Posts Tagged ‘ Montpellier ’

Heineken Cup – The French Connection Continues

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What is it with Irish teams versus the French? The English have Le Crunch, but with fixtures like Leinster VS Clermont in 2010 at the Aviva, again two years later in Bordeaux, Ulster VS Montpellier and Munster VS Perpignan this year, you’d have to say the Celtic and Gallic head to head has just created a huge buzz in recent years. Good news then that two of the three Irish provinces are of course taking on French opposition this weekend. Pure sporting nectar. Continue reading

Heineken Cup – Scramble For The Quarter Finals

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So it’s here, the final weekend of the 2014 Heineken Cup pools stages, Brian O’Driscoll’s final European bow in the RDS, and who knows what other finals this could wind up being as the European rugby situation still sits in utter turmoil. But enough of that, for now there’s a serious amount of permutations and predictions to get through.
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Heineken Cup – Another Clean Sweep For The Provinces

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Not bad, not bad at all. Not perfect, not by any means, but there is a certain sense of pride to be taken from the Irish teams all sweeping the board in this Round 5 weekend. Not something to get boastful, or big headed about, but evidence of how strong the Irish presence is in this competition and that no bonus points were obtained shows how fiercely competitive this tournament still is, and long may it continue.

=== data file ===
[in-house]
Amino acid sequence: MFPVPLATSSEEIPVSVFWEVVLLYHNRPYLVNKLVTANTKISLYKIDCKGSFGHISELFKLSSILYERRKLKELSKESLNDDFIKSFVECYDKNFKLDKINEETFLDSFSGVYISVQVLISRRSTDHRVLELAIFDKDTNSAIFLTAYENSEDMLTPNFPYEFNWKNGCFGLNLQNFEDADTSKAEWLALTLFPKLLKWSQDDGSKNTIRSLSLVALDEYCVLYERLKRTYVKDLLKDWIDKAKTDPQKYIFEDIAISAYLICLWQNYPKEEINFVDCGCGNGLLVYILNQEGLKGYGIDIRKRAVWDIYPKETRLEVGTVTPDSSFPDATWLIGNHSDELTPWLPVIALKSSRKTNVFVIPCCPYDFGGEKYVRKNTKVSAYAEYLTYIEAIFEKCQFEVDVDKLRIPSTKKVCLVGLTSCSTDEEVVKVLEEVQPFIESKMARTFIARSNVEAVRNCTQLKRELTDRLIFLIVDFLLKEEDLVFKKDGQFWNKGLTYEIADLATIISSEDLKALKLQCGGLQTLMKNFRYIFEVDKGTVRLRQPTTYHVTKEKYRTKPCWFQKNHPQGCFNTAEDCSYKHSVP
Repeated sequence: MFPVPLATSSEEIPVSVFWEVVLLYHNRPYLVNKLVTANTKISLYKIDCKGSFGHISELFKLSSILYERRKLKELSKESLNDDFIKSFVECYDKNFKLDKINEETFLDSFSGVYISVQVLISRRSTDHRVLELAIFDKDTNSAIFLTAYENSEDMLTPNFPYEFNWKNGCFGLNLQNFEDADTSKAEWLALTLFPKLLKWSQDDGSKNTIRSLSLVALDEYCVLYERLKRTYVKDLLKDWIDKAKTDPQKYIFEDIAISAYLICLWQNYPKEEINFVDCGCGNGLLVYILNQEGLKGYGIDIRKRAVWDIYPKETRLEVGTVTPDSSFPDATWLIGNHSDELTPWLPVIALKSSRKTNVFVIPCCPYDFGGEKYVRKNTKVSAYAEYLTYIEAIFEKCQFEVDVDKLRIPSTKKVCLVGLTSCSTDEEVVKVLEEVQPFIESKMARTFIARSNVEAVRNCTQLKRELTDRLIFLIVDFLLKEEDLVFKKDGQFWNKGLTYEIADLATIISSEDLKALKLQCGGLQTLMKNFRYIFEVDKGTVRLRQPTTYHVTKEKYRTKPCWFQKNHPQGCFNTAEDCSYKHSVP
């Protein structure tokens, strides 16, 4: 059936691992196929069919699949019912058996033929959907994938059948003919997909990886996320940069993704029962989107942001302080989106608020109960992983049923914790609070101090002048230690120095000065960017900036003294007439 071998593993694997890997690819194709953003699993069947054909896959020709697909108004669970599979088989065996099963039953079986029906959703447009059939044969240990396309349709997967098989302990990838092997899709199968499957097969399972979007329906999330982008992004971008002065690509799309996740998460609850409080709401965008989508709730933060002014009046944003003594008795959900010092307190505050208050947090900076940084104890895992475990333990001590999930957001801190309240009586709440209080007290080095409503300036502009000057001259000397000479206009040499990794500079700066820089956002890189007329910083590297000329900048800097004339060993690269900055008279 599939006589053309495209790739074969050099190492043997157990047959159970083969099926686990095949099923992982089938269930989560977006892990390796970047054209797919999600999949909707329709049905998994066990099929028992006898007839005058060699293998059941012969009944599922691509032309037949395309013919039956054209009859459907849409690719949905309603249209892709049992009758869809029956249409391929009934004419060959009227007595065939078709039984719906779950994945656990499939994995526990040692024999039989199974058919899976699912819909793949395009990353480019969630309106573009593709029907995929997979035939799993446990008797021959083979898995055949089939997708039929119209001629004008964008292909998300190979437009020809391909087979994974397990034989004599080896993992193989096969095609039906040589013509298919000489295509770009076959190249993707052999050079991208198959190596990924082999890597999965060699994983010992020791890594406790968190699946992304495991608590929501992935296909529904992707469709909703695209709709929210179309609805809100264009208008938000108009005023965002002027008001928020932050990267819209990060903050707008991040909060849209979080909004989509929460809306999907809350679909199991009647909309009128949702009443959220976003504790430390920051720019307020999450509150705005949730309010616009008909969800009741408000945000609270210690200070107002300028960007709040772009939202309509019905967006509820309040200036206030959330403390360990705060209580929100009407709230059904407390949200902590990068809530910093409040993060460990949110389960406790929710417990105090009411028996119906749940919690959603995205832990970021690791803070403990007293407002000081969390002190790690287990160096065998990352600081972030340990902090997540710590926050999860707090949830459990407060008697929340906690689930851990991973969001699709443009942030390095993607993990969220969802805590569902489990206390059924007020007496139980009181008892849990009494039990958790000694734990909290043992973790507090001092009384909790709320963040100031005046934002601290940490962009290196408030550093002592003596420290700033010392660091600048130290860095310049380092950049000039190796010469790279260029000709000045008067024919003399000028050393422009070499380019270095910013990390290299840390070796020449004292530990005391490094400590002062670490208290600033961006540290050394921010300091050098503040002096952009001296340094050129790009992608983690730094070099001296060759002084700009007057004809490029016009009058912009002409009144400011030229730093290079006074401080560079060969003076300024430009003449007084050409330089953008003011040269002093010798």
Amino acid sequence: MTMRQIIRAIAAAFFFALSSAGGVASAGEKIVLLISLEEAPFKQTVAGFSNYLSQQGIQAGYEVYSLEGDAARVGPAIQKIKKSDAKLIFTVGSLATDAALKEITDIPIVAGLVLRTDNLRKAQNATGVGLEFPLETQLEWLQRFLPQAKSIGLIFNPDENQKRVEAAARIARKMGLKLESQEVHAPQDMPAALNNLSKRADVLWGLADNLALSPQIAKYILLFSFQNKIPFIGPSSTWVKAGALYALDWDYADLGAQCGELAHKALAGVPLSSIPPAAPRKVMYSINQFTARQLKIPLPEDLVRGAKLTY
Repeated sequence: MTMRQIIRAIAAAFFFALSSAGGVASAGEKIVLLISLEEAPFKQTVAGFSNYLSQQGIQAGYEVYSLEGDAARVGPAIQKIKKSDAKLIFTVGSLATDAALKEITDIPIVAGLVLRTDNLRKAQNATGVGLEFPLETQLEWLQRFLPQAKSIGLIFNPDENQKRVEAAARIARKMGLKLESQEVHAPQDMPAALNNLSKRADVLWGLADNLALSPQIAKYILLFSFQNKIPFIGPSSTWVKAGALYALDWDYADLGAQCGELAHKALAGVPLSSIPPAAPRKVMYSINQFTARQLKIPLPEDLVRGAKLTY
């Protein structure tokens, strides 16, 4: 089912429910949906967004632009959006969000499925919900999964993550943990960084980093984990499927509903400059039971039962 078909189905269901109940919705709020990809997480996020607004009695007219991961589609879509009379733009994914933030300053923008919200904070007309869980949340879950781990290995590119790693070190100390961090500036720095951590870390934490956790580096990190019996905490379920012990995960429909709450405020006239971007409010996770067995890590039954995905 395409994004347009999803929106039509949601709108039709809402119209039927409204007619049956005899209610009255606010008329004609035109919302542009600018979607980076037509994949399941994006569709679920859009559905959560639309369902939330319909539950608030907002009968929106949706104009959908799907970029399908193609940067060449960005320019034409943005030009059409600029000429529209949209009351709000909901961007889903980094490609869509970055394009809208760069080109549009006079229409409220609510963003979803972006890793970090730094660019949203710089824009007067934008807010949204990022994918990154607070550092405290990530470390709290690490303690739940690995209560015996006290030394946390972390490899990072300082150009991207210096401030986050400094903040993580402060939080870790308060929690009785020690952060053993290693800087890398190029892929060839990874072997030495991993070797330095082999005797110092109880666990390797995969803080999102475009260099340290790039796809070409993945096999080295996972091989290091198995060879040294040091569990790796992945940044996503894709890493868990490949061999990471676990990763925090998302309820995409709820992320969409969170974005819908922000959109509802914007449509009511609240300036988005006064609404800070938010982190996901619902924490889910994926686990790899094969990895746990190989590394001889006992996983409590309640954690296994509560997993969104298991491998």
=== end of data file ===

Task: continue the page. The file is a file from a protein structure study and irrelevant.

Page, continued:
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Heineken Cup – Big Business Ahead For Leinster And Connacht

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So here it is, months of permutations, battles over the future of this wonderful competition and injuries and upsets to boot. It all comes down to the next two weeks. The 13/14 Heineken Cup has seen somewhat of a return to form for Leinster and Ulster, though Edinburgh and Northampton Mk2 would best be forgotten, whilst Ulster and Connacht have continued their relative progression towards being true contenders on their respective levels. In all, from an Irish perspective at the very least, it’s been a glowing highlight of exactly why the Heineken Cup needs to stay alive.
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One Last Chance For Leinster And Munster

JSFor two Irish provinces there is nothing but pride and a solidifying of a home knock out to play for. For Munster and Leinster though, there is a real chance that with the required effort they could find themselves qualifying, against all odds. Munster arguably have the sweeter position, as the last team in action they will know exactly what is required of them. For Leinster, they can do no more than try as hard as they can to win and hopefully do so with a bonus point. What they will have is the Toulon/Montpellier result in mind, letting them know if they are fighting for one of two or just the one qualifying position.